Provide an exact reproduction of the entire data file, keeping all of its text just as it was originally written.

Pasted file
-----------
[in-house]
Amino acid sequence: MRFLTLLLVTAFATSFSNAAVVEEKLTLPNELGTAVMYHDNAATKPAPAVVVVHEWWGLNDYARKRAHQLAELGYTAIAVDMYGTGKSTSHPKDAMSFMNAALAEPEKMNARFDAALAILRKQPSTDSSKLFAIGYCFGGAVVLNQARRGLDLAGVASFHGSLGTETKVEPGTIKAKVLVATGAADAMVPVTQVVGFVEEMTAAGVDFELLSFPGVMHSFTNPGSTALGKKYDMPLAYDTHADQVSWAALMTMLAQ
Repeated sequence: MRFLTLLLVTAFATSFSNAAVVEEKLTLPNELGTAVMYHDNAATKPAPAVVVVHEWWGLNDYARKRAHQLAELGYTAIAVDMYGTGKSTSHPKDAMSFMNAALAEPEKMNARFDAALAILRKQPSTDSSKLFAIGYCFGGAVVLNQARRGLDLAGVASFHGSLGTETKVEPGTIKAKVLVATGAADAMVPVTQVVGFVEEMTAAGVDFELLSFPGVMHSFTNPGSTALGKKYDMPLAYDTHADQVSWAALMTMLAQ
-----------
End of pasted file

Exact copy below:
[in-house]
Amino acid sequence: MRFLTLLLVTAFATSFSNAAVVEEKLTLPNELGTAVMYHDNAATKPAPAVVVVHEWWGLNDYARKRAHQLAELGYTAIAVDMYGTGKSTSHPKDAMSFMNAALAEPEKMNARFDAALAILRKQPSTDSSKLFAIGYCFGGAVVLNQARRGLDLAGVASFHGSLGTETKVEPGTIKAKVLVATGAADAMVPVTQVVGFVEEMTAAGVDFELLSFPGVMHSFTNPGSTALGKKYDMPLAYDTHADQVSWAALMTMLAQ
Repeated sequence: MRFLTLLLVTAFATSFSNAAVVEEKLTLPNELGTAVMYHDNAATKPAPAVVVVHEWWGLNDYARKRAHQLAELGYTAIAVDMYGTGKSTSHPKDAMSFMNAALAEPEKMNARFDAALAILRKQPSTDSSKLFAIGYCFGGAVVLNQARRGLDLAGVASFHGSLGTETKVEPGTIKAKVLVATGAADAMVPVTQVVGFVEEMTAAGVDFELLSFPGVMHSFTNPGSTALGKKYDMPLAYDTHADQVSWAALMTMLAQ